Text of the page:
• Breathe and be centered. Before I launch into the water, I take a few moments to breathe deeply and focus the mind. This simple act helps me to alleviate pre-session jitters and set the tone for a connected experience.
  • Embrace mistakes. Mistakes are part of the learning process. Don't let them deter you. Instead, use them as valuable feedback to refine your technique and deepen your understanding of the sport. If I crash the first few moves, I try to think of a way of how to integrate fun again. It’s about keeping the right mindset of joy. Failing to be successful, with joy.
  • Solo sessions. While wingfoiling with friends can be a blast, solo sessions can help you better concentrate on your movements, the wind, and the water. This solitude can facilitate a stronger connection to the elements and increase your chances of achieving flow.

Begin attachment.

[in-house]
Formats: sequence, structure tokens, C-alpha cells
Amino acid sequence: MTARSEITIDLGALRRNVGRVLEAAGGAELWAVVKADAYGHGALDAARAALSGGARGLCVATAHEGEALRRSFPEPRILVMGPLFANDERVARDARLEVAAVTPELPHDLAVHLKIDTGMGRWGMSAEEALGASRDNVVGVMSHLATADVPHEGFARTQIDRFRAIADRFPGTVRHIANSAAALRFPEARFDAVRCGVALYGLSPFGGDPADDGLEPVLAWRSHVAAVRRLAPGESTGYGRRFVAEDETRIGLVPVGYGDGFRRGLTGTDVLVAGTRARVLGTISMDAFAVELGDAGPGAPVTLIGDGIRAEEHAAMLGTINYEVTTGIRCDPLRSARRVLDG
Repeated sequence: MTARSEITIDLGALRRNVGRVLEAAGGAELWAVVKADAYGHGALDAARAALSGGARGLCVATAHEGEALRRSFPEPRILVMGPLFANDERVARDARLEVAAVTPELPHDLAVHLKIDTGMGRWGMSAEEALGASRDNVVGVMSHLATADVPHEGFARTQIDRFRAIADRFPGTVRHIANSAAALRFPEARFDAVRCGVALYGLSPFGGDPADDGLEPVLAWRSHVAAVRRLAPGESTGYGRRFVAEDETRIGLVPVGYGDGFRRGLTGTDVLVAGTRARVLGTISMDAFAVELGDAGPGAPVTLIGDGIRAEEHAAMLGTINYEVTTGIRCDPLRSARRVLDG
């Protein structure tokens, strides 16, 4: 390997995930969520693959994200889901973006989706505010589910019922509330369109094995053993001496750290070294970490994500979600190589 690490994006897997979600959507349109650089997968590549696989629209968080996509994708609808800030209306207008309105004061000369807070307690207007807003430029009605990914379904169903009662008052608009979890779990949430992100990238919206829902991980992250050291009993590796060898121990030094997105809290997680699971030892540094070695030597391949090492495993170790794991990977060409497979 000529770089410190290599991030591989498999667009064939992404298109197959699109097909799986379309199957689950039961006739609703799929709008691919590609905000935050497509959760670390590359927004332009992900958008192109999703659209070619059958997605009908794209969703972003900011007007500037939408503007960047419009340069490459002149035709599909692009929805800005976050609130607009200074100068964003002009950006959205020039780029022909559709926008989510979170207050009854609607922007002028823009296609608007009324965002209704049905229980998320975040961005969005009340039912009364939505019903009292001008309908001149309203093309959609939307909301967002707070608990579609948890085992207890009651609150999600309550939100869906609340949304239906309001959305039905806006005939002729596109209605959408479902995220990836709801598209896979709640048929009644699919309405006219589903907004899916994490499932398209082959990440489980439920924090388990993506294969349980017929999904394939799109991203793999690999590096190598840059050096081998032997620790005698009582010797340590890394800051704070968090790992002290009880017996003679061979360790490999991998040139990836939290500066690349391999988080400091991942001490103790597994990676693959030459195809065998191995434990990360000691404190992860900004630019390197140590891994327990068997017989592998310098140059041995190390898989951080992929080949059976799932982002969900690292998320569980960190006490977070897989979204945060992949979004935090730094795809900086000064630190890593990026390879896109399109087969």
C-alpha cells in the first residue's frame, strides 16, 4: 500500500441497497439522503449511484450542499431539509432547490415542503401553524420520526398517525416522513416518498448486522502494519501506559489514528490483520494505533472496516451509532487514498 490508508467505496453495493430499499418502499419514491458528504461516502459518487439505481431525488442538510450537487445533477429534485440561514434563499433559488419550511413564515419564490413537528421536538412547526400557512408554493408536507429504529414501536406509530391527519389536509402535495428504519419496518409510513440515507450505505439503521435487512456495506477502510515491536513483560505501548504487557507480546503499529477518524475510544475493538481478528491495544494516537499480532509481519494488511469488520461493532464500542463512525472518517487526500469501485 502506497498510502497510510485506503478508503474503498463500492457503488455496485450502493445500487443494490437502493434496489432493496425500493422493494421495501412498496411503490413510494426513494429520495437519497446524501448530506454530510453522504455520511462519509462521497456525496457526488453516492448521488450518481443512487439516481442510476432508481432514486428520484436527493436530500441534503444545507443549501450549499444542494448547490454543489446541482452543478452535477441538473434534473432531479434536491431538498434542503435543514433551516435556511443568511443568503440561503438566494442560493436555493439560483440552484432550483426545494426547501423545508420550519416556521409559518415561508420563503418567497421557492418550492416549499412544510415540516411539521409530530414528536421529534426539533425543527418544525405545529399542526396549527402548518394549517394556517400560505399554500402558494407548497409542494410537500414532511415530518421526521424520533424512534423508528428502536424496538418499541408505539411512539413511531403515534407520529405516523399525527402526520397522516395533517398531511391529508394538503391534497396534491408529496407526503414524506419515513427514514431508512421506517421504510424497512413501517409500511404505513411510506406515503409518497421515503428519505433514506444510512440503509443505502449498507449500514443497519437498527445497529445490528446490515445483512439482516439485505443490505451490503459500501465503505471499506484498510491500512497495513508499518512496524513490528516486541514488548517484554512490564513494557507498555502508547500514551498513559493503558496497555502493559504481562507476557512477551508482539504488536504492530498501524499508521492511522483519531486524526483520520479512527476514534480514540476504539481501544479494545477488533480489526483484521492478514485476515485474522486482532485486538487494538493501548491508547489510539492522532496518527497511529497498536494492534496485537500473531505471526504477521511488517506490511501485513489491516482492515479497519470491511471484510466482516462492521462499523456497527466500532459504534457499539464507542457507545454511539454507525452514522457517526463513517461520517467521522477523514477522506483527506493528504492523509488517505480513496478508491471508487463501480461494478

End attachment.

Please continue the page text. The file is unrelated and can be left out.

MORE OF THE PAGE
• Celebrate small wins. Flow isn't just about big accomplishments; it's also found in the small triumphs. Celebrate nailing a smooth tack or effortlessly riding a swell. These mini victories reinforce your sense of progression and keep you engaged. That can be a simple tack, 100% perfectly executed.
  • Stay present. Flow is all about being in the moment. Release thoughts of the past or worries about the future. Focus your attention on the sensation of being out on the water. Switch off any other thoughts. Be here and now.

I think wingfoiling is a sport with endless possibilities. It is that never-ending challenge to adapt to the elements in the best possible way and control the raw power of nature in your hands and under your feet. For sure it is not an easy sport but that is maybe the reason why so many of us dedicate our lives to it.

 

Our goal should be to define how we can keep getting better in our sport by making it more challenging. By mindfully preparing, honing your technique, connecting with the elements, adapting effortlessly, and finding your optimal challenge, you can consistently slip into this state of heightened performance. Remember, flow is as much a mental state as it is a physical one, and with practice and dedication, you can ride the winds of flow in every wingfoiling session. Good luck in finding your own flow.